The previous occupant of the house had died, leaving a great accumulation of papers, and, instead of tossing them out, her relatives had passed them on t
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Andrea
Julia Hamill buys a home in rural Massachusetts, and finds a buried body. Maura Isles, Boston Medical Examiner, comes to the scene and determines that the body has been interred for a very long time. Specifically, the woman had been murdered some time in the early 19th century.

The home had previously been occupied by a woman in her nineties, who had left a house full of boxes, papers to relatives. Anxious to know more of the previous occupant, Julia travels to Maine to meet the cousin who took c
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Barbra
Tess Gerritsen's books are riveting page-turners. I have read all of her Isles/Rizzoli books. I have to say that I much prefer her later stuff to her earlier stand-alones.

Back Cover Blurb:
Julia Hamill is gardening one afternoon when her spade strikes something soft but unyielding - not a rock but a human skull.
Medical examiner Maura Isles quickly determines that the skeleton - that of a woman - dates back to the early 1800s. Forensic evidence indicates foul play. 'But too much time has passed,'
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Nikki Frankel
This review has been hidden because it contains spoilers. To view it, click here.
LJ
THE BONE GARDEN (Mys/Hist/Cont- Mass- 1830/Cont) – G+
Gerritsen, Tess – Standalone
Ballantine Books, 2007, US Hardcover – ISBN: 9780345497604

First Sentence: Dearest Margaret, I thank you for your kind condolences, so sincerely offered, for the loss of my darling Amelia.

Newly divorced, Julia Hamill is working on the garden of her new home in rural Massachusetts when she uncovers a skull a woman who Dr. Maura Isles determines was murdered. That revelation, and contact from the former owners’ elderly
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Kay Sachse
Another one of those Tess Gerritsen's stories about a single woman, this one recently divorced, who gets involved in a crime story and meets a cute man (his jumper gives him away as trustworthy wedding material - keep that in mind if you wanna attract the fair sex; a nice dog is helping, too).
A new house that was built in the 19th century reveals its secret, a hidden corpse in the garden. Searching for the story behind the female body our heroine digs into the family history. This is the second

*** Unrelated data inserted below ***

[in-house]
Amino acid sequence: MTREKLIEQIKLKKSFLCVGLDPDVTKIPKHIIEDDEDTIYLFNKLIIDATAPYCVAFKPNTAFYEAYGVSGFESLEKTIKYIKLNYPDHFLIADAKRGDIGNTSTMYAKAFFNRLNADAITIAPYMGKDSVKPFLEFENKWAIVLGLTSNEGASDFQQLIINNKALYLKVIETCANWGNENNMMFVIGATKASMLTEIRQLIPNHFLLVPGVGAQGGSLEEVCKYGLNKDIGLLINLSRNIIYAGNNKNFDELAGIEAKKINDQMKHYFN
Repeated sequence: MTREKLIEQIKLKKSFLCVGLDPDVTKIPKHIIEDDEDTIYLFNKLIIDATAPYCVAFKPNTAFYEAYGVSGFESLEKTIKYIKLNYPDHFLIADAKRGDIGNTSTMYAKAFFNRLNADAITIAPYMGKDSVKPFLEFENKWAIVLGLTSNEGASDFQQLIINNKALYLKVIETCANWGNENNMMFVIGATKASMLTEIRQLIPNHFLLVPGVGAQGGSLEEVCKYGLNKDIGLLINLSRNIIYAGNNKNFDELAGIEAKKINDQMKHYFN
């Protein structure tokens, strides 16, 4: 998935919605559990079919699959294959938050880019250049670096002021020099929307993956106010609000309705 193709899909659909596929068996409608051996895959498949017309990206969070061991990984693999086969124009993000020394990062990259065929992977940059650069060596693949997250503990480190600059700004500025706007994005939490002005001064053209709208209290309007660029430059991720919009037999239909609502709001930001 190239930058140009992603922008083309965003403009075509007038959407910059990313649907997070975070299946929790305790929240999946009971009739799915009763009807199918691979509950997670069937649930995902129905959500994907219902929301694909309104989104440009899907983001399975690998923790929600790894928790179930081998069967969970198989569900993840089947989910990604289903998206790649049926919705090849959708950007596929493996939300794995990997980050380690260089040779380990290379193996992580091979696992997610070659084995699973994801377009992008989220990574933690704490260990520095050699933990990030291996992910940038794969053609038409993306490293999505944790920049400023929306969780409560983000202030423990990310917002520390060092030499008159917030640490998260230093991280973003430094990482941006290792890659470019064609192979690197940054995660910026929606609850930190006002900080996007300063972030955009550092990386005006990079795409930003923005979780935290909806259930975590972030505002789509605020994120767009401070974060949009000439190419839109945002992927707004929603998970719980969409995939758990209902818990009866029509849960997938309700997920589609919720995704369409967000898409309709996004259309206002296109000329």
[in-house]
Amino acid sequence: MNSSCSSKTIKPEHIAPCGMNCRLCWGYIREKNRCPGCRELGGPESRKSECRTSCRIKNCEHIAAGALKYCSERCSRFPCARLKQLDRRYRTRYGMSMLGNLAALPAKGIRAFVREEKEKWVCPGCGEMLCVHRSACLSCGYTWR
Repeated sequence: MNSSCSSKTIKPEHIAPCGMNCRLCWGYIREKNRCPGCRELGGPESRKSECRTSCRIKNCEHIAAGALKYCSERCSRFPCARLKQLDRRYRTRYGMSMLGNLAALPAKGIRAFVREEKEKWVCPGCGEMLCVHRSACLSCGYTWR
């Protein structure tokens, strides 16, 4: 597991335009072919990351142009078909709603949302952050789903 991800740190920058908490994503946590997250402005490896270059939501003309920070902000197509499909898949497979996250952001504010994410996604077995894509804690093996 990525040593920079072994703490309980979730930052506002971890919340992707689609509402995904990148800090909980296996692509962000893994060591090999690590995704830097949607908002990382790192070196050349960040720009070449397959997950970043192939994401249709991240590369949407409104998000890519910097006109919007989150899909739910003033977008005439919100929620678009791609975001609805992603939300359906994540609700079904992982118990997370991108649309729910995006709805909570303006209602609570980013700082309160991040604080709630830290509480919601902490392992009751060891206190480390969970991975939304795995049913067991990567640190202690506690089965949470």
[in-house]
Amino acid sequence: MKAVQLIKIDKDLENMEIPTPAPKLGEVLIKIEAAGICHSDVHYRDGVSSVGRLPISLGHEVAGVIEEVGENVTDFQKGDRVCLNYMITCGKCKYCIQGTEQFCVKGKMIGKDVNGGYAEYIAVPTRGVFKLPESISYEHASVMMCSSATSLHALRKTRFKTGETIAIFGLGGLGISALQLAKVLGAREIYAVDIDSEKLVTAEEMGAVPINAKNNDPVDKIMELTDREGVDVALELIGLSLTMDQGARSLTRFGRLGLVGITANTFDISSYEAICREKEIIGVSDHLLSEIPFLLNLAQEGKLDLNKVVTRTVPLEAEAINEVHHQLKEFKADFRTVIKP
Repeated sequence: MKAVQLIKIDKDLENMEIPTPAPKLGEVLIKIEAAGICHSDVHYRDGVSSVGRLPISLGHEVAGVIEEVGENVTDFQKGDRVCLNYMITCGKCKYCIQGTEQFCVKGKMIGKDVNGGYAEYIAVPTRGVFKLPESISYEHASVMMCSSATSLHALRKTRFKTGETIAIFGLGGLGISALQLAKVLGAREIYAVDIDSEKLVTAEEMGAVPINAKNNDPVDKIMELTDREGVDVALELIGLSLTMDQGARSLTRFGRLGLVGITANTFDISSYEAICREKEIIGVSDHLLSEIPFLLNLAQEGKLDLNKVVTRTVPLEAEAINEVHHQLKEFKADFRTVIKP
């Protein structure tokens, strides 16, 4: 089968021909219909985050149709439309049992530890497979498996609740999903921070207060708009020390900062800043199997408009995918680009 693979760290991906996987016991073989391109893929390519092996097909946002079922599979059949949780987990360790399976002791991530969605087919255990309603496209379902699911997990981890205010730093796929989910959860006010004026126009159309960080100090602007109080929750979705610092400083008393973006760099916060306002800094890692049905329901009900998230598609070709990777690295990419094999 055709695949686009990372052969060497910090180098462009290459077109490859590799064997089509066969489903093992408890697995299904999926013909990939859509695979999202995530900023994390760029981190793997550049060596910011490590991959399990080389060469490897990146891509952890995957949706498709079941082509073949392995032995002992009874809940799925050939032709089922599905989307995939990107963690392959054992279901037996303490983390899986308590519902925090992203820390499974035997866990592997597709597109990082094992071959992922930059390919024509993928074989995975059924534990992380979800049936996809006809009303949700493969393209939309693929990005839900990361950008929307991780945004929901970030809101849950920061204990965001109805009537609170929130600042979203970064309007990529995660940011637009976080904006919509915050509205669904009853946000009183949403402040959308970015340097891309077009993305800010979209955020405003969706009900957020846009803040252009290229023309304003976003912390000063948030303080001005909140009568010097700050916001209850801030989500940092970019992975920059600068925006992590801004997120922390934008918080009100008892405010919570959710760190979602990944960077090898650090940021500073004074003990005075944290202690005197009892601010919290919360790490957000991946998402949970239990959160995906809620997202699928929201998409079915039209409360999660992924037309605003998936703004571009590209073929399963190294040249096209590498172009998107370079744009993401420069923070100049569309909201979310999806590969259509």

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Elizabeth (Alaska)
An interesting medical thriller. A young woman finds a skull in her garden, which turns out to be an entire skeleton after the medical examiner's office excavates the area. But it isn't a newly buried body and a forensic anthropologist is called in who determines the bones are from the early 1800s. The story then centers on some young men attending medical school in Boston in 1830. One of the 1830 characters is Oliver Wendell Holmes - not the lawyer you might think, but his father who was a phys ...more
« previous 1 3 4 5 6 7 8 9 99 100 next »
  • Silent Scream (Romantic Suspense, #11)
  • A Faint Cold Fear (Grant County, #3)
  • Absolute Certainty (Marty Nickerson, #1)
  • Devil Bones (Temperance Brennan, #11)
  • The Other Daughter
  • Lethal Legacy (Alexandra Cooper, #11)
  • Abandoned (Smoky Barrett #4)
  • Whispers of the Dead (David Hunter, #3)
  • Fatal
  • The Alibi Man (Elena Estes, #2)
  • Fireproof (Maggie O'Dell, #10)
  • Straight into Darkness
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Internationally bestselling author Tess Gerritsen took an unusual route to a writing career. A graduate of Stanford University, Tess went on to medical school at the University of California, San Francisco, where she was awarded her M.D.

While on maternity leave from her work as a physician, she began to write fiction. In 1987, her first novel was published. Call After Midnight, a romantic thriller
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More about Tess Gerritsen...
The Surgeon (Rizzoli & Isles, #1) Vanish (Rizzoli & Isles, #5) The Apprentice (Rizzoli & Isles #2) Body Double (Rizzoli & Isles, #4) The Sinner (Rizzoli & Isles, #3)

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“Charles threw down the knife. Its thud was lost in the high-spirited bedlam of young men let loose upon a task so gruesome, the only sane response was perverse frivolity.” 4 likes
“...men that age aren't known for their superior judgment.” 4 likes